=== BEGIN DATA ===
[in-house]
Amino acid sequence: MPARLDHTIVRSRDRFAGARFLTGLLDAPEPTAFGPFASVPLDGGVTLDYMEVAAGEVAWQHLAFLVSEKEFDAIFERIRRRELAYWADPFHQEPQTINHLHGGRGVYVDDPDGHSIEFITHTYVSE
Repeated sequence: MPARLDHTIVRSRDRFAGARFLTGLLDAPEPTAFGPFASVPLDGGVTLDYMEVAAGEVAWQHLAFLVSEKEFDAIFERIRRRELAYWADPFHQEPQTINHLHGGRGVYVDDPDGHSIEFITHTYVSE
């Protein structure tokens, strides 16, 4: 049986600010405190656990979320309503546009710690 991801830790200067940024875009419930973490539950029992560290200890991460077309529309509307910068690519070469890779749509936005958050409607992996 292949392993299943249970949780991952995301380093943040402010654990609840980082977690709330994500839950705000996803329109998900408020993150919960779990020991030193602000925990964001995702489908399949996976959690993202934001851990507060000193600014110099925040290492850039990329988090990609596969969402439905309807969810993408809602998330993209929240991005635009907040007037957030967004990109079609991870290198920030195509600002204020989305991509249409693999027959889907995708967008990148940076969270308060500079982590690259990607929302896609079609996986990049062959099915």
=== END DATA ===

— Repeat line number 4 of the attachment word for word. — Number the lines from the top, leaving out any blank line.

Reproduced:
């Protein structure tokens, strides 16, 4: 049986600010405190656990979320309503546009710690 991801830790200067940024875009419930973490539950029992560290200890991460077309529309509307910068690519070469890779749509936005958050409607992996 292949392993299943249970949780991952995301380093943040402010654990609840980082977690709330994500839950705000996803329109998900408020993150919960779990020991030193602000925990964001995702489908399949996976959690993202934001851990507060000193600014110099925040290492850039990329988090990609596969969402439905309807969810993408809602998330993209929240991005635009907040007037957030967004990109079609991870290198920030195509600002204020989305991509249409693999027959889907995708967008990148940076969270308060500079982590690259990607929302896609079609996986990049062959099915």